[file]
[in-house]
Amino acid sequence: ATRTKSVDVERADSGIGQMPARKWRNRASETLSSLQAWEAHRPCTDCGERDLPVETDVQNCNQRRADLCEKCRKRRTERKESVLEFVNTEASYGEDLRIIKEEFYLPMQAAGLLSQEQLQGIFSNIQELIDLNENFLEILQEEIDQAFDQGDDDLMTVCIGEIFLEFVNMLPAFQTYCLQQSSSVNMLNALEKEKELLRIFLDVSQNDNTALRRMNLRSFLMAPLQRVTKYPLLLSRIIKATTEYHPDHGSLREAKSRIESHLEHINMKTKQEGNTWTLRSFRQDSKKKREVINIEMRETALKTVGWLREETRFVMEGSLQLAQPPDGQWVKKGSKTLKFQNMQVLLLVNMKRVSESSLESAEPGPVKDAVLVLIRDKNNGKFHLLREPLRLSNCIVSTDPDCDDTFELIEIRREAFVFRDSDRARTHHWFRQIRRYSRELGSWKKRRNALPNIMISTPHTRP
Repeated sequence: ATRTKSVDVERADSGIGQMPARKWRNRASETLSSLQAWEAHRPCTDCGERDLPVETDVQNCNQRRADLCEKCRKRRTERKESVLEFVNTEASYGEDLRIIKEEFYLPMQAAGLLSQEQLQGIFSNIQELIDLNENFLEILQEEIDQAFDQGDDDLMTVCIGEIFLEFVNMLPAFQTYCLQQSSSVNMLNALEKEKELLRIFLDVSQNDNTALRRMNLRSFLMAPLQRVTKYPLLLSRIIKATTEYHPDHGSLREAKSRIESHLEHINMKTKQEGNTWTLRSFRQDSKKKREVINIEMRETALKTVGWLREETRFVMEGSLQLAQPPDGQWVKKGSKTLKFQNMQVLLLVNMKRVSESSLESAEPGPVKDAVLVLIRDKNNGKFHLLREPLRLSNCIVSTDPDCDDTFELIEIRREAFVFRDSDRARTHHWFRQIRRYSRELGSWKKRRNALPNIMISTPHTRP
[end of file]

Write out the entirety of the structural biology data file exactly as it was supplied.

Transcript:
[in-house]
Amino acid sequence: ATRTKSVDVERADSGIGQMPARKWRNRASETLSSLQAWEAHRPCTDCGERDLPVETDVQNCNQRRADLCEKCRKRRTERKESVLEFVNTEASYGEDLRIIKEEFYLPMQAAGLLSQEQLQGIFSNIQELIDLNENFLEILQEEIDQAFDQGDDDLMTVCIGEIFLEFVNMLPAFQTYCLQQSSSVNMLNALEKEKELLRIFLDVSQNDNTALRRMNLRSFLMAPLQRVTKYPLLLSRIIKATTEYHPDHGSLREAKSRIESHLEHINMKTKQEGNTWTLRSFRQDSKKKREVINIEMRETALKTVGWLREETRFVMEGSLQLAQPPDGQWVKKGSKTLKFQNMQVLLLVNMKRVSESSLESAEPGPVKDAVLVLIRDKNNGKFHLLREPLRLSNCIVSTDPDCDDTFELIEIRREAFVFRDSDRARTHHWFRQIRRYSRELGSWKKRRNALPNIMISTPHTRP
Repeated sequence: ATRTKSVDVERADSGIGQMPARKWRNRASETLSSLQAWEAHRPCTDCGERDLPVETDVQNCNQRRADLCEKCRKRRTERKESVLEFVNTEASYGEDLRIIKEEFYLPMQAAGLLSQEQLQGIFSNIQELIDLNENFLEILQEEIDQAFDQGDDDLMTVCIGEIFLEFVNMLPAFQTYCLQQSSSVNMLNALEKEKELLRIFLDVSQNDNTALRRMNLRSFLMAPLQRVTKYPLLLSRIIKATTEYHPDHGSLREAKSRIESHLEHINMKTKQEGNTWTLRSFRQDSKKKREVINIEMRETALKTVGWLREETRFVMEGSLQLAQPPDGQWVKKGSKTLKFQNMQVLLLVNMKRVSESSLESAEPGPVKDAVLVLIRDKNNGKFHLLREPLRLSNCIVSTDPDCDDTFELIEIRREAFVFRDSDRARTHHWFRQIRRYSRELGSWKKRRNALPNIMISTPHTRP